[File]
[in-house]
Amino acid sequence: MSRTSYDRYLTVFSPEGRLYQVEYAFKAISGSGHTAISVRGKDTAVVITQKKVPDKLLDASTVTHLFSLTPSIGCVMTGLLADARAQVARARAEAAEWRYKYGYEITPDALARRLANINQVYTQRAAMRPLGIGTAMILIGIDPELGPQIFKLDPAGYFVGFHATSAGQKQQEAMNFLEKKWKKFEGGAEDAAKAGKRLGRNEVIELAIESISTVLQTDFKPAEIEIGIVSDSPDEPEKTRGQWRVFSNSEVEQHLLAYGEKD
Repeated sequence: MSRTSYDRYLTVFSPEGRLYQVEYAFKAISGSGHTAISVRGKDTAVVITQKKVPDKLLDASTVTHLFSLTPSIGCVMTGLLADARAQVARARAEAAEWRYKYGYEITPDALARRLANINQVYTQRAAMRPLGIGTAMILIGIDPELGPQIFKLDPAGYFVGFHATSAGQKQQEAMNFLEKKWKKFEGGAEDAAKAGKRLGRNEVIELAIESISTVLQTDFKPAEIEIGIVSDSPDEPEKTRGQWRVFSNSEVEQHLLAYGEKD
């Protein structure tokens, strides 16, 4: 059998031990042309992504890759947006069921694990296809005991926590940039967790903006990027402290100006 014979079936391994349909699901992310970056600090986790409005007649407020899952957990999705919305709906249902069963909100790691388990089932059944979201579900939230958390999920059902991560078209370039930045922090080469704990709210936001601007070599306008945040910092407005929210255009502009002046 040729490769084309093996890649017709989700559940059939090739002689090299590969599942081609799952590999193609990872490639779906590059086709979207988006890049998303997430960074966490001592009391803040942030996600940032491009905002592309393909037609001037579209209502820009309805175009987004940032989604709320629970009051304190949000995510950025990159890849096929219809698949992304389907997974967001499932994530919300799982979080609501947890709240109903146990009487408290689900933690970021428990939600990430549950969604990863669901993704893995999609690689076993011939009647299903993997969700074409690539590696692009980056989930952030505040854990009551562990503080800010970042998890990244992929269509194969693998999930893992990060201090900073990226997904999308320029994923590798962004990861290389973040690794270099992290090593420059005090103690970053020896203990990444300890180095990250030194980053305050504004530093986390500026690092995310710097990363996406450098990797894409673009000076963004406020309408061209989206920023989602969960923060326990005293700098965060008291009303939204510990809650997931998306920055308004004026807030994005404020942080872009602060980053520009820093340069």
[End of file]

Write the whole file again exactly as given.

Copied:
[in-house]
Amino acid sequence: MSRTSYDRYLTVFSPEGRLYQVEYAFKAISGSGHTAISVRGKDTAVVITQKKVPDKLLDASTVTHLFSLTPSIGCVMTGLLADARAQVARARAEAAEWRYKYGYEITPDALARRLANINQVYTQRAAMRPLGIGTAMILIGIDPELGPQIFKLDPAGYFVGFHATSAGQKQQEAMNFLEKKWKKFEGGAEDAAKAGKRLGRNEVIELAIESISTVLQTDFKPAEIEIGIVSDSPDEPEKTRGQWRVFSNSEVEQHLLAYGEKD
Repeated sequence: MSRTSYDRYLTVFSPEGRLYQVEYAFKAISGSGHTAISVRGKDTAVVITQKKVPDKLLDASTVTHLFSLTPSIGCVMTGLLADARAQVARARAEAAEWRYKYGYEITPDALARRLANINQVYTQRAAMRPLGIGTAMILIGIDPELGPQIFKLDPAGYFVGFHATSAGQKQQEAMNFLEKKWKKFEGGAEDAAKAGKRLGRNEVIELAIESISTVLQTDFKPAEIEIGIVSDSPDEPEKTRGQWRVFSNSEVEQHLLAYGEKD
């Protein structure tokens, strides 16, 4: 059998031990042309992504890759947006069921694990296809005991926590940039967790903006990027402290100006 014979079936391994349909699901992310970056600090986790409005007649407020899952957990999705919305709906249902069963909100790691388990089932059944979201579900939230958390999920059902991560078209370039930045922090080469704990709210936001601007070599306008945040910092407005929210255009502009002046 040729490769084309093996890649017709989700559940059939090739002689090299590969599942081609799952590999193609990872490639779906590059086709979207988006890049998303997430960074966490001592009391803040942030996600940032491009905002592309393909037609001037579209209502820009309805175009987004940032989604709320629970009051304190949000995510950025990159890849096929219809698949992304389907997974967001499932994530919300799982979080609501947890709240109903146990009487408290689900933690970021428990939600990430549950969604990863669901993704893995999609690689076993011939009647299903993997969700074409690539590696692009980056989930952030505040854990009551562990503080800010970042998890990244992929269509194969693998999930893992990060201090900073990226997904999308320029994923590798962004990861290389973040690794270099992290090593420059005090103690970053020896203990990444300890180095990250030194980053305050504004530093986390500026690092995310710097990363996406450098990797894409673009000076963004406020309408061209989206920023989602969960923060326990005293700098965060008291009303939204510990809650997931998306920055308004004026807030994005404020942080872009602060980053520009820093340069």